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I am getting annoyed with nVidia & ATI's naming schemes

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July 20, 2006 5:31:47 AM

I work at a retail establishment and I sell computer accessories. My main gripe is graphics cards and the hard to follow naming schemes that Nvidia & ATI use. Here are some examples.

Nvidia Cards
----------------
nVidia GeForce 6800 Ultra
nVidia GeForce 6800 XT
nVidia GeForce 7300 GS
nVidia GeForce 7300 GT
nVidia GeForce 7300 LE
nVidia GeForce 7600 GS
nVidia GeForce 7600 GT
nVidia GeForce 7800 GS
nVidia GeForce 7800 GT
nVidia GeForce 7800 GTX
nVidia GeForce 7900 GT
nVidia GeForce 7900 GTX
nVidia GeForce 7900 GX2

ATI Cards
-------------
ATI Radeon X1300
ATI Radeon X1300 Pro
ATI Radeon X1600 Pro
ATI Radeon X1800 GTO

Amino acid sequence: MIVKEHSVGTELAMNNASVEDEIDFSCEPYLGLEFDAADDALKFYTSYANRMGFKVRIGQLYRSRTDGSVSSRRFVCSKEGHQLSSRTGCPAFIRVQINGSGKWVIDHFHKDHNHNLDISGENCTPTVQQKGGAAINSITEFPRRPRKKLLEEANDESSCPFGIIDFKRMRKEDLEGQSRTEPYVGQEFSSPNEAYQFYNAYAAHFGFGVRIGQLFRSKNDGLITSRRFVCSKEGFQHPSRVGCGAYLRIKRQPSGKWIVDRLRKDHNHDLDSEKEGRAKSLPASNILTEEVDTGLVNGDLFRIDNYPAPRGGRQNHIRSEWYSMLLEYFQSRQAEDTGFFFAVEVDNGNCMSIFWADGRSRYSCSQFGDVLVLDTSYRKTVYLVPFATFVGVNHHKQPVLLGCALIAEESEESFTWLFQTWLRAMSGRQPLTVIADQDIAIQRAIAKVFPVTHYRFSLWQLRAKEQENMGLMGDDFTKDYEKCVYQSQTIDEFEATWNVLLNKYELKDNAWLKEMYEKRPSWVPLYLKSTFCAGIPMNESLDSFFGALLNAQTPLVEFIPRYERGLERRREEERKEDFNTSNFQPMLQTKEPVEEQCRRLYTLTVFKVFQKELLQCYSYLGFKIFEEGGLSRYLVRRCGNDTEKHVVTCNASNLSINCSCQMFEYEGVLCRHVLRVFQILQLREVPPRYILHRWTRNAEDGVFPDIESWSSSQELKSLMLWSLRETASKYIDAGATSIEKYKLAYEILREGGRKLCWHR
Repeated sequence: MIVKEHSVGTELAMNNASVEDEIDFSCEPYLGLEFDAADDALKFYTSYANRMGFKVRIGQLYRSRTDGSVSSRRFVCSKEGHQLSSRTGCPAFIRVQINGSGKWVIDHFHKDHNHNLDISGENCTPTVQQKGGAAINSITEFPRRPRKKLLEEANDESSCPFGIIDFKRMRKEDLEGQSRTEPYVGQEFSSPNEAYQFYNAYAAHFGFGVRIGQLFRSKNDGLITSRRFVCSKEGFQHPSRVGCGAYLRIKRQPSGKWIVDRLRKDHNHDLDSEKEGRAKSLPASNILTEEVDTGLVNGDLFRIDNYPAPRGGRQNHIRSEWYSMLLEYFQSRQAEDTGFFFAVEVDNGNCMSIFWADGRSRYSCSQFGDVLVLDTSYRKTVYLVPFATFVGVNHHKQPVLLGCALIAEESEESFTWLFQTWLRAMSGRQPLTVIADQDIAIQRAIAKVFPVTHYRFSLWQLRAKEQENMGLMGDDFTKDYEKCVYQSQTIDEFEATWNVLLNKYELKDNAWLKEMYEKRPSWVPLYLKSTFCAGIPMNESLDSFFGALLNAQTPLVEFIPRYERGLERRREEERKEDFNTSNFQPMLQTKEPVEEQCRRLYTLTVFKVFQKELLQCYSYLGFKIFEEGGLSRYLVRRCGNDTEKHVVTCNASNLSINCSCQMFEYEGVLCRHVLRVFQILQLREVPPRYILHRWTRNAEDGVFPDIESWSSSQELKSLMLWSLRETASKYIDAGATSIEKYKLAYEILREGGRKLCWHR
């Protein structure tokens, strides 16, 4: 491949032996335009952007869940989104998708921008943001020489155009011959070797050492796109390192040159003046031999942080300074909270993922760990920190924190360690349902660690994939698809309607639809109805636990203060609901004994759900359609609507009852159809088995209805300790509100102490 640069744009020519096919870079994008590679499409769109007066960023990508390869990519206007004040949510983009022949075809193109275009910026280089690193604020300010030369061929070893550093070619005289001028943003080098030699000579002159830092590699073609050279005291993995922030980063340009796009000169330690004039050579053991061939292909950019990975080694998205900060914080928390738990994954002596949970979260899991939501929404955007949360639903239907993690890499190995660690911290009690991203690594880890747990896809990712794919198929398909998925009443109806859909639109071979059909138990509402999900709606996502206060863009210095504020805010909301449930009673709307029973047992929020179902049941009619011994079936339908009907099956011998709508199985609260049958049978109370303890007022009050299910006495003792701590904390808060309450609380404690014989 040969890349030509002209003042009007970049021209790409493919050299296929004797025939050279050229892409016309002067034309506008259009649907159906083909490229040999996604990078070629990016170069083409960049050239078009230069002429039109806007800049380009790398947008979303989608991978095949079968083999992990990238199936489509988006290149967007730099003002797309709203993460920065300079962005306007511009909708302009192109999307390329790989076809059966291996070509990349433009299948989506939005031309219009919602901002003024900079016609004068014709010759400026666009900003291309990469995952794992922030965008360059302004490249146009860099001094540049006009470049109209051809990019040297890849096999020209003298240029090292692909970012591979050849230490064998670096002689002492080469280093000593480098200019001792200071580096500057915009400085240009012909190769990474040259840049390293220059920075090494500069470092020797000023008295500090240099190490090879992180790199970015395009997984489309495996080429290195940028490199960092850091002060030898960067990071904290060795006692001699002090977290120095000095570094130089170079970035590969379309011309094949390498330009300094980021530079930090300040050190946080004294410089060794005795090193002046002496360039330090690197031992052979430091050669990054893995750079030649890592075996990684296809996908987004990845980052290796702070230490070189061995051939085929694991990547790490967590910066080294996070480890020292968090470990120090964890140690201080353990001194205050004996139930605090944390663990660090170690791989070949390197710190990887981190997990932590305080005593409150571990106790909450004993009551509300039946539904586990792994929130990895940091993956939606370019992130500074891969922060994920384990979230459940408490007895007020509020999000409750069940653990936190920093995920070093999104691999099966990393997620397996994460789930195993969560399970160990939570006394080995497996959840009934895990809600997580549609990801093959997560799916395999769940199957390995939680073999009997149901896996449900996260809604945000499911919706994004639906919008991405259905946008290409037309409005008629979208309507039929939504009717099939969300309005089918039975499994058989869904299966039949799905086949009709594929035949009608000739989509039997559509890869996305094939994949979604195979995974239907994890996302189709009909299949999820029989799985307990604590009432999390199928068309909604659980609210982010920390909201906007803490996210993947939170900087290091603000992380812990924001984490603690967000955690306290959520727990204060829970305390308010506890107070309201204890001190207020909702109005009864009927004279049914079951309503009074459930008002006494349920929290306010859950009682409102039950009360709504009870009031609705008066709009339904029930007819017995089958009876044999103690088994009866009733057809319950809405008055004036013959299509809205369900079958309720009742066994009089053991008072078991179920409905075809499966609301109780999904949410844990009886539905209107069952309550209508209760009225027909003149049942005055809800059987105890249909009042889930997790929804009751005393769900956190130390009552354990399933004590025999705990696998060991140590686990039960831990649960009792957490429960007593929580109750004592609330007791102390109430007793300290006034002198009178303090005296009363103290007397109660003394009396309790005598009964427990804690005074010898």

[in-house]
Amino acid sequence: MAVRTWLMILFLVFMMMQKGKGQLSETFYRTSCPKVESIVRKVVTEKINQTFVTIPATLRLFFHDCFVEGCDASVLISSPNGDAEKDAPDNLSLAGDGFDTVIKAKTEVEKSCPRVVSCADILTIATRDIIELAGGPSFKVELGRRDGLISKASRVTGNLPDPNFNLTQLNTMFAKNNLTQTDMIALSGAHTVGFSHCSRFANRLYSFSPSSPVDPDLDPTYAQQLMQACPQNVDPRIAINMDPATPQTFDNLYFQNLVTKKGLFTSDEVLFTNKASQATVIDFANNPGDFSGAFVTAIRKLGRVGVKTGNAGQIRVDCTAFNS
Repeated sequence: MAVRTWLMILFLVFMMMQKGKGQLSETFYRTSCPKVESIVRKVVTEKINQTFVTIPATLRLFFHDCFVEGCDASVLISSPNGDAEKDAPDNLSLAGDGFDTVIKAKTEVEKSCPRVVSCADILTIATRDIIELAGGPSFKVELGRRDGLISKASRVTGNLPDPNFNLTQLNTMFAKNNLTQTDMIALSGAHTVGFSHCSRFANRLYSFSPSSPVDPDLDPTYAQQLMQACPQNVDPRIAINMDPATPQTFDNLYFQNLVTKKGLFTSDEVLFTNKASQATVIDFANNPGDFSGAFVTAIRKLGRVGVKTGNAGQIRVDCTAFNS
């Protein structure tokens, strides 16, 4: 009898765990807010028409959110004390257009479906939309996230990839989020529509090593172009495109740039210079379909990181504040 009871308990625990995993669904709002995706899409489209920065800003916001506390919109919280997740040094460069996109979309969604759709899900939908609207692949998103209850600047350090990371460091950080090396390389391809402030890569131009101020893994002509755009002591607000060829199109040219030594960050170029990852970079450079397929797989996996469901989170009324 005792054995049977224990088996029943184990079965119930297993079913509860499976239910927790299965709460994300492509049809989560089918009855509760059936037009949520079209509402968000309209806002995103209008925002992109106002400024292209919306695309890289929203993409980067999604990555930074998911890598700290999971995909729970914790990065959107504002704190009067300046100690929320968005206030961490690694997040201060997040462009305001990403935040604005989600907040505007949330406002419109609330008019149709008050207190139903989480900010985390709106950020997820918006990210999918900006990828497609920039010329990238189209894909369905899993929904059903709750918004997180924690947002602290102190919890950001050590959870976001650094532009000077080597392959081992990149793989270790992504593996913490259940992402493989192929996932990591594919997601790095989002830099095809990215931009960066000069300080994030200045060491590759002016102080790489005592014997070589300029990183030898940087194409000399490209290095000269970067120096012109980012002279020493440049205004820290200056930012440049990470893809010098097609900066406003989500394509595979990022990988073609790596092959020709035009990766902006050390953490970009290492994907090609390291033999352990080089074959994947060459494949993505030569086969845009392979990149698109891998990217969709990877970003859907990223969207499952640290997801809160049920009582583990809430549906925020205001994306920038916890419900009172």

ATI Radeon X1800 XL
ATI Radeon X1800 XT
ATI Radeon X1800 GT
ATI Radeon X1800 XTX
ATI Radeon X1900 GT
ATI Radeon X1900 XT
ATI Radeon X1900 XTX

The main thing I have noticed is that it is really hard for the consumer to find the best card for the budget he has set for himself and mabye about 10 - 15% of them actually do research online. So that leaves about 85 - 90% of customers who are trying to find the best bang for the buck by looking at the retail boxes and asking store associates for help to find the best value. I have noticed that they did stuff like... "Oh! I own a GeForce 6800 and I am seeing a 7300. This means that the 7300 must perform better SINCE IT IS A HIGHER NUMBER! Oh and it's lots cheaper than the 6800, I'll buy that now!"... Please help me. I really want to help them find the best value for their money so can you guys please explain (translate) these naming schemes to me?

Also, I know that memory does not reflect the 3D rendering horsepower of the graphics card. Since this is the case, what does? Which stat(s) of the graphics card should a consumer look for?
a b U Graphics card
a b Î Nvidia
July 20, 2006 6:38:02 AM

Quote: